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Elections and Exchange Rate Policy Cycles

  • Bonomo, Marco Antônio Cesar
  • Terra, Maria Cristina T.

This paper presents a theoretical model based on the distributive effects of RER changes that generates RER electoral cycles of the type identified in Latin American countries: more appreciated RER before elections and more depreciated after elections. Typically, a RER depreciation favors exporters and import competing domestic industries, to the detriment of consumers. These RER cycles are generated by imperfect information on policymakers' preferences, which are concealed from voters with the help of an unstable macroeconomic environment. Exchange rate cycles result from the interplay between the electoral power of the nontradable sector and the tradable sector's ability to lobby the government.

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Paper provided by FGV/EPGE Escola Brasileira de Economia e Finanças, Getulio Vargas Foundation (Brazil) in its series Economics Working Papers (Ensaios Economicos da EPGE) with number 435.

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Date of creation: 01 Oct 2001
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Handle: RePEc:fgv:epgewp:435
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  1. Bonomo, Marco Antonio Cesar & Terra, Maria Cristina Trindade, 1999. "The Political Economy of Exchange Rate Policy in Brazil: an Empirical Assessment," Revista Brasileira de Economia, FGV/EPGE Escola Brasileira de Economia e Finanças, Getulio Vargas Foundation (Brazil), vol. 53(4), October.
  2. Ernesto H. Stein & Jorge M. Streb, 1995. "Political Stabilization Cycles in High Inflation Economies," IDB Publications (Working Papers) 6857, Inter-American Development Bank.
  3. Rogoff, Kenneth & Sibert, Anne, 1988. "Elections and Macroeconomic Policy Cycles," Review of Economic Studies, Wiley Blackwell, vol. 55(1), pages 1-16, January.
  4. Bonomo, Marco Antônio Cesar & Terra, Maria Cristina T., 1999. "The Political Economy of Exchange Rate Policy in Brazil: 1964-1997," Economics Working Papers (Ensaios Economicos da EPGE) 341, FGV/EPGE Escola Brasileira de Economia e Finanças, Getulio Vargas Foundation (Brazil).
  5. Ernesto H. Stein & Jorge M. Streb & Piero Ghezzi, 2005. "Real Exchange Rate Cycles Around Elections," Economics and Politics, Wiley Blackwell, vol. 17(3), pages 297-330, November.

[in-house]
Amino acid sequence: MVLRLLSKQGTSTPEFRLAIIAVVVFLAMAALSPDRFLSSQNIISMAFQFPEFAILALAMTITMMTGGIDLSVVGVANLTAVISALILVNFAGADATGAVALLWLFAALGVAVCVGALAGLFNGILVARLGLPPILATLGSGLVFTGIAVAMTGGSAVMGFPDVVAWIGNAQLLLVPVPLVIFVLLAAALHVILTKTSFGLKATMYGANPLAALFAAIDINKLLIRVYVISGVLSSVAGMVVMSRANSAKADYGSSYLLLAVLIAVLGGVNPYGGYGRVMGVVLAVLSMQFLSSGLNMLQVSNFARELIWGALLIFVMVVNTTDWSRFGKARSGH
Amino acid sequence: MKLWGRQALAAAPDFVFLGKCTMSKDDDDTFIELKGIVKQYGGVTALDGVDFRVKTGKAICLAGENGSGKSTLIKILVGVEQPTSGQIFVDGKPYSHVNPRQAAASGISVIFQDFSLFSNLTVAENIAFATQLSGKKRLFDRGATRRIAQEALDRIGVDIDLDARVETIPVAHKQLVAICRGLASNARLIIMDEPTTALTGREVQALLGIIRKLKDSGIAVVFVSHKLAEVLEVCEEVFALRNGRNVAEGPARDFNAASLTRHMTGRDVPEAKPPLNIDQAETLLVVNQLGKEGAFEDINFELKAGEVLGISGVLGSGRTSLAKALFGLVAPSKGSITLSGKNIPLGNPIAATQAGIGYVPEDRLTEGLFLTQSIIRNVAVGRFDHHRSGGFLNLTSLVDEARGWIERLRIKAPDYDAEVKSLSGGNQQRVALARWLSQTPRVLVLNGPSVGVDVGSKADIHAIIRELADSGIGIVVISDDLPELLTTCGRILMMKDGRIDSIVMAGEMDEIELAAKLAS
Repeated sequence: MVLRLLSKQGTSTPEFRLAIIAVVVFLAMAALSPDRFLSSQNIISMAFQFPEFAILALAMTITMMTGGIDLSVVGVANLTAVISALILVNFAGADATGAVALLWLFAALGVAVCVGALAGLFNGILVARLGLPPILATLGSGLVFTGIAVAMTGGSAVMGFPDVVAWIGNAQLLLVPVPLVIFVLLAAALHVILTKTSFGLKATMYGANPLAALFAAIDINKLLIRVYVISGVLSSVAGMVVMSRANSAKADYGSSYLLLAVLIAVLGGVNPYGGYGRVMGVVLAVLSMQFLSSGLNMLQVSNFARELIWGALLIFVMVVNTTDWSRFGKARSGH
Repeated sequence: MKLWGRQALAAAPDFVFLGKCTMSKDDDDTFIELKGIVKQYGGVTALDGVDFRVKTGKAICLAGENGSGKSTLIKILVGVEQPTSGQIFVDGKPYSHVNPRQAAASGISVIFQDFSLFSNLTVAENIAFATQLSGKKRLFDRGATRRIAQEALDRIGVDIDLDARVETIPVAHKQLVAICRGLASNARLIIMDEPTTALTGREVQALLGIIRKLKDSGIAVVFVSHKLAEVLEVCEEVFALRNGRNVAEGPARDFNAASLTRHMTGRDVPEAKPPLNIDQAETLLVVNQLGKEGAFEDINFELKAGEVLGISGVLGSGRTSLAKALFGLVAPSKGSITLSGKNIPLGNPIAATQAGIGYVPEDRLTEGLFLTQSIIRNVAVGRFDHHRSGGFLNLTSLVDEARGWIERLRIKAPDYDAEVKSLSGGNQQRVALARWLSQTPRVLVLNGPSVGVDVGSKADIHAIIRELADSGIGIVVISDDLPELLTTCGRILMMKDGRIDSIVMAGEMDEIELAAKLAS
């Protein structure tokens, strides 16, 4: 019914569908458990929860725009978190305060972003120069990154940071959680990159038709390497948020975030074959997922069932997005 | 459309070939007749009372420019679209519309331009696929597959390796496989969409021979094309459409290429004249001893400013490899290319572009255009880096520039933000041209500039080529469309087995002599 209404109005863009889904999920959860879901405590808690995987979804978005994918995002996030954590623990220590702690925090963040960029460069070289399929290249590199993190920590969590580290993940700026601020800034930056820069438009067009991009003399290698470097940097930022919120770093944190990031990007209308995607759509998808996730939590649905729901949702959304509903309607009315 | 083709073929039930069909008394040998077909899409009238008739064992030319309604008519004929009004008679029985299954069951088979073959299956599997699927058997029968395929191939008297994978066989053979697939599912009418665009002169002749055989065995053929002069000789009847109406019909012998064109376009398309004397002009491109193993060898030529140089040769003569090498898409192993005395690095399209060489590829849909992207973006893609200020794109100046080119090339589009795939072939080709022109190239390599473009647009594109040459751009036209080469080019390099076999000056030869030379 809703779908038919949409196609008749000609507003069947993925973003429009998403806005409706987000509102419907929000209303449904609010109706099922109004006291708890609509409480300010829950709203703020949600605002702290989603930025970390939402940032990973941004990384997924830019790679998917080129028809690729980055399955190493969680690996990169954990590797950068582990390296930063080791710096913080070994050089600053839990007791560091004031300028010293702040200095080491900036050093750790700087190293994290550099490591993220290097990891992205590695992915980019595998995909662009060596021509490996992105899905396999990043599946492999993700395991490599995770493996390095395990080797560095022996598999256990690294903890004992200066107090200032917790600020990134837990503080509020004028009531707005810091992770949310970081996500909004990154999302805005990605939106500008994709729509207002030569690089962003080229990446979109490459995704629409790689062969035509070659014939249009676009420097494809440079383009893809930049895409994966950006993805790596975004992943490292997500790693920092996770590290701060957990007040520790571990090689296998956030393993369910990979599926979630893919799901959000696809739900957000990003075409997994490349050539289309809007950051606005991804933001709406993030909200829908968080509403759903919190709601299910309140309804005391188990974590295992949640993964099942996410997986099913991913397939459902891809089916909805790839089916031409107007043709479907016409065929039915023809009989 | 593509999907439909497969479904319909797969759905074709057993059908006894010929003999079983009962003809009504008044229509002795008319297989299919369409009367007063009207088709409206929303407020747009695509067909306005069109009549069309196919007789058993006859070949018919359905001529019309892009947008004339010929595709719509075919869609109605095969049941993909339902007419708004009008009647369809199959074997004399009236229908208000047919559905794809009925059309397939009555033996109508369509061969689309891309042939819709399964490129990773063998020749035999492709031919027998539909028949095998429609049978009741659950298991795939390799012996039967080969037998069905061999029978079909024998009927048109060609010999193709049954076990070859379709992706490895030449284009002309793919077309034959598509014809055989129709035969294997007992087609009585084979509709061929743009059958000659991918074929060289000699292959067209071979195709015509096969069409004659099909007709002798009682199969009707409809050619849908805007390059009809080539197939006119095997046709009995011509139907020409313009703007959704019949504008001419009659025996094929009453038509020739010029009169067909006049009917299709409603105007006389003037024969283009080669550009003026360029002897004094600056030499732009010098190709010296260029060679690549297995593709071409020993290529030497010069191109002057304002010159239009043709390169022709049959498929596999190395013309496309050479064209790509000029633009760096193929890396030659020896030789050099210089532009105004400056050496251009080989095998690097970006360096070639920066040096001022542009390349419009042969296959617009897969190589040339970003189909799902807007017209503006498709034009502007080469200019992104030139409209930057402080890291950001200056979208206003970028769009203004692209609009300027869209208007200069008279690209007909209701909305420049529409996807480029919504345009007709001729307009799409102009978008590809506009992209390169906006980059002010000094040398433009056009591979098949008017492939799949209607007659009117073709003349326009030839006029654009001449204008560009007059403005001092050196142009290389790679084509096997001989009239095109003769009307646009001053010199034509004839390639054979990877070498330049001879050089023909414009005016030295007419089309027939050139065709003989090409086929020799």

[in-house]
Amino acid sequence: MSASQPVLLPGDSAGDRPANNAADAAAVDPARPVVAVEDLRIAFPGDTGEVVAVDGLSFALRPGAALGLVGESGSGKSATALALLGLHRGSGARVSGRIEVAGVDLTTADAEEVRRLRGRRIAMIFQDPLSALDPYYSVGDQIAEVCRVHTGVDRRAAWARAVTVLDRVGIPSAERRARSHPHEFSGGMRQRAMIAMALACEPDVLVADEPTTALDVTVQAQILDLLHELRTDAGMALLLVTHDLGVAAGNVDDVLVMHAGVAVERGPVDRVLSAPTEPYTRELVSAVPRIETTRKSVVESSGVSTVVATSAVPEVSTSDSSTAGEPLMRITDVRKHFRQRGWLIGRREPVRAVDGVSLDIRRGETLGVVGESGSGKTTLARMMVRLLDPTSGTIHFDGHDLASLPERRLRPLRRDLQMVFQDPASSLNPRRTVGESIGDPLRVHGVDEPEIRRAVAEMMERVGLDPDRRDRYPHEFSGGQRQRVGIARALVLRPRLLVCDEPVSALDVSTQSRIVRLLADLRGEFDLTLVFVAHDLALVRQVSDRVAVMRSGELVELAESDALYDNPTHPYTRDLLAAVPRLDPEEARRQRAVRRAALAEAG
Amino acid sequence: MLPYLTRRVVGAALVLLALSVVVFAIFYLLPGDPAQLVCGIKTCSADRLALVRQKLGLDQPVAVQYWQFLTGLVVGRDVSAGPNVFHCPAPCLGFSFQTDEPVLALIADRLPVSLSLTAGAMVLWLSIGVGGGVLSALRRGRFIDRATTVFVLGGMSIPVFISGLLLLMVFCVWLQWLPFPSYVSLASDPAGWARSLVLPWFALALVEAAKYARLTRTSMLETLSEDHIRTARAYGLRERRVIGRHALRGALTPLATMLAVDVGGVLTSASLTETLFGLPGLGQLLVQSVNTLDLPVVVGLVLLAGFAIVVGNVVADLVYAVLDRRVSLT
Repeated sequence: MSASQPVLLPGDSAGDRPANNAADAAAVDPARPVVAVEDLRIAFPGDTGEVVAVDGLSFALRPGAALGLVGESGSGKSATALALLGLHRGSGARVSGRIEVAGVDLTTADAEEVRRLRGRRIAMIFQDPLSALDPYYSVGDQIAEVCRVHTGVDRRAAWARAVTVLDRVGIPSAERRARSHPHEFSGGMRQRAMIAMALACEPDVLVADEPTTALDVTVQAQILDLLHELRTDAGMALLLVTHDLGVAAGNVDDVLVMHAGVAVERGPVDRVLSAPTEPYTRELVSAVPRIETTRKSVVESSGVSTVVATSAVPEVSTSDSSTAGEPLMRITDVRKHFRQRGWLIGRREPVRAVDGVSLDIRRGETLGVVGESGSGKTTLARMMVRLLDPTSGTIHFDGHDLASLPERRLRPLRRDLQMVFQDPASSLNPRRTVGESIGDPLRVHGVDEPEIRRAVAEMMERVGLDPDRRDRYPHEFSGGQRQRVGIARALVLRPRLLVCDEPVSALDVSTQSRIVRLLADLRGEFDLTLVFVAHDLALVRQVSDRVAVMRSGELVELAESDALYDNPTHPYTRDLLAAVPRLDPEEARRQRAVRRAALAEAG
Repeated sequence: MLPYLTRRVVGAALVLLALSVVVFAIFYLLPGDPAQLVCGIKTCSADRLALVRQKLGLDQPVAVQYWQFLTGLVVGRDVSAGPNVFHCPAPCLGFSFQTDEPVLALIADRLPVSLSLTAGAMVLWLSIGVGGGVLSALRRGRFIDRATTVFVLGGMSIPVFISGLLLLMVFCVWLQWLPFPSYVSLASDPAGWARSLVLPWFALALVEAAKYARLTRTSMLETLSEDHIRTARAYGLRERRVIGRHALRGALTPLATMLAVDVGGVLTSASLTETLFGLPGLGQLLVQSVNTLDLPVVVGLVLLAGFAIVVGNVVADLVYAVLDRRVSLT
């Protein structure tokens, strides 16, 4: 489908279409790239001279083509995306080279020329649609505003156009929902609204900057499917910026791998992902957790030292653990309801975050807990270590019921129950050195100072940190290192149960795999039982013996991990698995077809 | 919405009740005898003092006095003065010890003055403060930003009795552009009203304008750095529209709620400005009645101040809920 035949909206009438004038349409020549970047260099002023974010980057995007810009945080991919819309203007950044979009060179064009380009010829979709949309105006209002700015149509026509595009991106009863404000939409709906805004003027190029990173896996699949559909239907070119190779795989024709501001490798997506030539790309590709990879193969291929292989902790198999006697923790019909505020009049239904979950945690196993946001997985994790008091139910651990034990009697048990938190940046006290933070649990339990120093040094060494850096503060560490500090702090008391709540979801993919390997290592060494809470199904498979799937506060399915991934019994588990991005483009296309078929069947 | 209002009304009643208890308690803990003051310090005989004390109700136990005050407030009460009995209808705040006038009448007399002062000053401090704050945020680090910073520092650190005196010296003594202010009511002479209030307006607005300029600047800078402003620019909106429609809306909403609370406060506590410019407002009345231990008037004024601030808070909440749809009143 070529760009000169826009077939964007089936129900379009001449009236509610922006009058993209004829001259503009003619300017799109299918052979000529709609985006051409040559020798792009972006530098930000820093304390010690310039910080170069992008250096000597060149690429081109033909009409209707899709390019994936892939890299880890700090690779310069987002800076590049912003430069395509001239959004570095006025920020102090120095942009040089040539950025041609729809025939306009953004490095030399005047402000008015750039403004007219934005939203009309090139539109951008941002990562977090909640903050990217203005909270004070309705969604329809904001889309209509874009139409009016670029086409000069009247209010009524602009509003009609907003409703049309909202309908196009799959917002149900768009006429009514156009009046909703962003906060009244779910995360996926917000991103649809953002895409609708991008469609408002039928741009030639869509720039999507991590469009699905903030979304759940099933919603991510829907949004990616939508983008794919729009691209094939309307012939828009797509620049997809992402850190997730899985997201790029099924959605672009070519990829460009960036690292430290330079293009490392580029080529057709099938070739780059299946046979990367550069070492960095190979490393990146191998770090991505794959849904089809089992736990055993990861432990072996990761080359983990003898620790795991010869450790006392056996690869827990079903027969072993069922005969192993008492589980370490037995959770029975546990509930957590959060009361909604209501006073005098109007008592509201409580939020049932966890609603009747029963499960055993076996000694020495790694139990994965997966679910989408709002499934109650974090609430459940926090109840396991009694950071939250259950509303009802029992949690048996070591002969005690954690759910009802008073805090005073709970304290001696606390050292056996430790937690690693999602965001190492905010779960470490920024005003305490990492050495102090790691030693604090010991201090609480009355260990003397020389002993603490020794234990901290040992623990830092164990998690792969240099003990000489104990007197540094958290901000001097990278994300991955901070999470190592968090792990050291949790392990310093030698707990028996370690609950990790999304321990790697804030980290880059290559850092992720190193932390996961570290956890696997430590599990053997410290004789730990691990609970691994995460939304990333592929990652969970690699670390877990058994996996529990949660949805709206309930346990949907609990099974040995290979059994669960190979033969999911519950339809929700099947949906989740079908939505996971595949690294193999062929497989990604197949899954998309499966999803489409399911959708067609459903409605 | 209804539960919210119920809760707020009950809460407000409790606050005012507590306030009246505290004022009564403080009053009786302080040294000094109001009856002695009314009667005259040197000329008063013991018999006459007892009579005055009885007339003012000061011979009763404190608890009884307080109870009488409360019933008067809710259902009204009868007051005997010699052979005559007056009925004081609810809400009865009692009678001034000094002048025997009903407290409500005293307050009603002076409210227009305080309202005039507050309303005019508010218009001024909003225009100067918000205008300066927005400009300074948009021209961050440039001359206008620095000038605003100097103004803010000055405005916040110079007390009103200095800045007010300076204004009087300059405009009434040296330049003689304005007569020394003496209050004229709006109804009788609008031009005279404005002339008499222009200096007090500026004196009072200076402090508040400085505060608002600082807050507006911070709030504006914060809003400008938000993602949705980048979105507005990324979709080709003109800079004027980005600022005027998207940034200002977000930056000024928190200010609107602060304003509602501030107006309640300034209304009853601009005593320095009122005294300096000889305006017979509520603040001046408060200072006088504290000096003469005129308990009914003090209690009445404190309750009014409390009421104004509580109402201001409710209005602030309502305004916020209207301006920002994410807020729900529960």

6. Rogoff, Kenneth, 1990. "Equilibrium Political Budget Cycles," American Economic Review, American Economic Association, vol. 80(1), pages 21-36, March.
  7. Alesina, Alberto, 1987. "Macroeconomic Policy in a Two-Party System as a Repeated Game," The Quarterly Journal of Economics, MIT Press, vol. 102(3), pages 651-78, August.
  8. Cukierman, Alex & Meltzer, Allan H, 1986. "A Positive Theory of Discretionary Policy, the Cost of Democratic Government and the Benefits of a Constitution," Economic Inquiry, Western Economic Association International, vol. 24(3), pages 367-88, July.
  9. Laura Alfaro, 1999. "Why governments implement Temporary Stabilization Programs," Journal of Applied Economics, Universidad del CEMA, vol. 0, pages 211-245, November.
  10. Block, Steven A., 2002. "Political business cycles, democratization, and economic reform: the case of Africa," Journal of Development Economics, Elsevier, vol. 67(1), pages 205-228, February.
  11. Moritz Kraemer, 1997. "Electoral Budget Cycles in Latin America and the Caribbean: Incidence, Causes, and Political Futility," Research Department Publications 4084, Inter-American Development Bank, Research Department.
  12. Nordhaus, William D, 1975. "The Political Business Cycle," Review of Economic Studies, Wiley Blackwell, vol. 42(2), pages 169-90, April.
  13. repec:idb:brikps:77398 is not listed on IDEAS
  14. Alesina, Alberto, 1987. "Macroeconomic Policy in a Two-party System as a Repeated Game," Scholarly Articles 4552531, Harvard University Department of Economics.
  15. Lindbeck, Assar, 1976. "Stabilization Policy in Open Economies with Endogenous Politicians," American Economic Review, American Economic Association, vol. 66(2), pages 1-19, May.
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